Power Creep

While I promise (or apologize) that this is a post about academia, let me begin by saying that I am a long-time Pokémon fanatic. I’ve been playing the games since they first came out way back in the 1990s, and have kept up with the series through its twists and turns since. Something that Pokémon players have taken notice of since the early 2010’s or so is how new Pokémon are substantially stronger than ones from the past. Whether new types, new gimmicks, or just flat out higher stats, these new ones tend to kick the old ones’ asses. Moreover, the strategies that the games highlight have become ever more extreme—more powerful evolutions, high-damaging moves, and so forth. This is a perfect example of the concept of “power creep,” helpfully defined by our friends at TV Tropes Dot Org as:

A term used in any kind of multi-player game (including Video Games, Collectible Card Game, and Tabletop Games) to describe the process in which newly-added-content can be played along with the old-content, but with the new content being far more powerful/useful in every sense.

It is the contention of this post that academia currently suffers from an extreme case of power creep, one which, when coupled with trends toward labor precarity and institutional underfunding, and exacerbated by the pandemic, make the enterprise fundamentally unsustainable except for the rare few who already hold power.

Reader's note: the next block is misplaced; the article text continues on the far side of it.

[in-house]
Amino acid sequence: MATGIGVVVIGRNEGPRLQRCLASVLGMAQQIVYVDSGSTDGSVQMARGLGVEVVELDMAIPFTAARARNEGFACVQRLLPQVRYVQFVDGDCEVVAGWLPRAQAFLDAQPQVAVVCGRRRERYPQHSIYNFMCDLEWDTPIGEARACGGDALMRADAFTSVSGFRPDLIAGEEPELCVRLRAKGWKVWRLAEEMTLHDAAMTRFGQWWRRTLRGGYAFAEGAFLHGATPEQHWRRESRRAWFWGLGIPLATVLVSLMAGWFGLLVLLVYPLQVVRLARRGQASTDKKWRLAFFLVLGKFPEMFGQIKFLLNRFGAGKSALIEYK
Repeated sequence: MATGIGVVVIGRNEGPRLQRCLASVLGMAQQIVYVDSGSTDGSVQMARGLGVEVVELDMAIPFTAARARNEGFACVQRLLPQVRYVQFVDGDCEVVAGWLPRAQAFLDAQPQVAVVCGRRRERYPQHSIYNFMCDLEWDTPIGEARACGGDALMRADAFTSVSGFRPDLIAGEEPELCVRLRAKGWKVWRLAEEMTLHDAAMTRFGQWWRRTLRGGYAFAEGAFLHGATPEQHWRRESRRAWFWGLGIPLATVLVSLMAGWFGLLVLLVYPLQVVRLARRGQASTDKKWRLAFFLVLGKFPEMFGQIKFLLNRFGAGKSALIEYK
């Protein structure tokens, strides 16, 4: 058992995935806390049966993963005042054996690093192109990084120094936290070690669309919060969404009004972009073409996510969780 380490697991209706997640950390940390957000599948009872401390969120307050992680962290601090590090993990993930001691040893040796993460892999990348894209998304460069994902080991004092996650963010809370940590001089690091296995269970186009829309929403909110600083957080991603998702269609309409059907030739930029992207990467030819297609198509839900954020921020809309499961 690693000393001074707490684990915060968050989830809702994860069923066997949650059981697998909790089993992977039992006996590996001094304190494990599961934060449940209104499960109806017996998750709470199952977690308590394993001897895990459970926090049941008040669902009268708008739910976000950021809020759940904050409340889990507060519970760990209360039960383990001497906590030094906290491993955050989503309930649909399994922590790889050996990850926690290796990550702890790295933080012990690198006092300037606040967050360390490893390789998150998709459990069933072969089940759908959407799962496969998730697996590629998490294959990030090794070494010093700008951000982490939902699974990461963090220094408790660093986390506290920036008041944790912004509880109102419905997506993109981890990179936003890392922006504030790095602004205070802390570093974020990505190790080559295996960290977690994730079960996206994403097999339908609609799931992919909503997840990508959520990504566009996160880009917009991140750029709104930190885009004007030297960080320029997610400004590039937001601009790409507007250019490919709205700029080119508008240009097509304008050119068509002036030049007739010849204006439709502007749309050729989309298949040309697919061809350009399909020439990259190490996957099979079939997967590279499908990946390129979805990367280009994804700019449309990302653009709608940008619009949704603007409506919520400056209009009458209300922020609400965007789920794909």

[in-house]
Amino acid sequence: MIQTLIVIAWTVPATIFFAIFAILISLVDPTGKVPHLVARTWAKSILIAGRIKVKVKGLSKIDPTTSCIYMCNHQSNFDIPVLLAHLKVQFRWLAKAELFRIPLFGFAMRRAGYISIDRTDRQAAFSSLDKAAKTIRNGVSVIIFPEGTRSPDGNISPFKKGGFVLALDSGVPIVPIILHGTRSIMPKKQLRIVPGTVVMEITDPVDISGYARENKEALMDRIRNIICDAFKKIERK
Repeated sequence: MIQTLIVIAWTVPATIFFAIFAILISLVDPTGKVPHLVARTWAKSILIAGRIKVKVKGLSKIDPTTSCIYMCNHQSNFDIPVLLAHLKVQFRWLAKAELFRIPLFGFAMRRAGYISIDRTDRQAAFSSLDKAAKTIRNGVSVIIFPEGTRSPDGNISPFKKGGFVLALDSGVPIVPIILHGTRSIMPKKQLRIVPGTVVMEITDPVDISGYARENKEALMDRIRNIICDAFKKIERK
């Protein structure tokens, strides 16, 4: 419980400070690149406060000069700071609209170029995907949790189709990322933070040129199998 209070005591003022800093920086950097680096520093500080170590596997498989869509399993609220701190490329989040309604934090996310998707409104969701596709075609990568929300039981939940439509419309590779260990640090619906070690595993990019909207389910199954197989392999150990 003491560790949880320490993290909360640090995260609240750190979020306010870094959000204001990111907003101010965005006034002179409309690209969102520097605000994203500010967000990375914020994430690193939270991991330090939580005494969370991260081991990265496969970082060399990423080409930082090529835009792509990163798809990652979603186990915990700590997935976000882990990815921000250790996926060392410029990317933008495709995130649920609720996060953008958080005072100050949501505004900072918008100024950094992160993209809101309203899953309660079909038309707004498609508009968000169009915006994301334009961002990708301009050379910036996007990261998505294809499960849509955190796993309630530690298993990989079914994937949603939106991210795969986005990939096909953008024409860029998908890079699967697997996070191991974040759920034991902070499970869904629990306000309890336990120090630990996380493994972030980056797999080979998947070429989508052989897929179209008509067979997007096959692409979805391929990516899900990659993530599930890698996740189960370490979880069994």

I was prompted to write this post by an observation by the Twitter account @v21collective:

which I quote-tweeted and added:

and offered the concept of “power creep” as a way to think through this situation. I’d like to elaborate on that here.

It is a truth more-or-less universally acknowledged that academic standards, particularly for hiring and promotion, have risen stratospherically over the past twenty-odd years.1 I have often heard job seekers and job hirers lament that the standards for hiring now are the standards for tenuring a generation ago. It’s not uncommon to find job seekers relatively fresh out of grad school with multiple articles, book contracts, or even published books themselves—to say nothing of those qualities of academic work that go unrewarded by our hiring and promotion structures, such as years of teaching, advising, and community work.2 The effect is to produce generations of scholars whose quantity of work far exceeds their elders. One might counter and say that work at the tenureable level exceeds work at the grad or contingent level in quality—but then you’d just be an asshole. (To say nothing of the fact that grads and contingent workers publish in the same venues as tenure-track and tenured faculty, so if peer review is doing its job, then this point is moot.)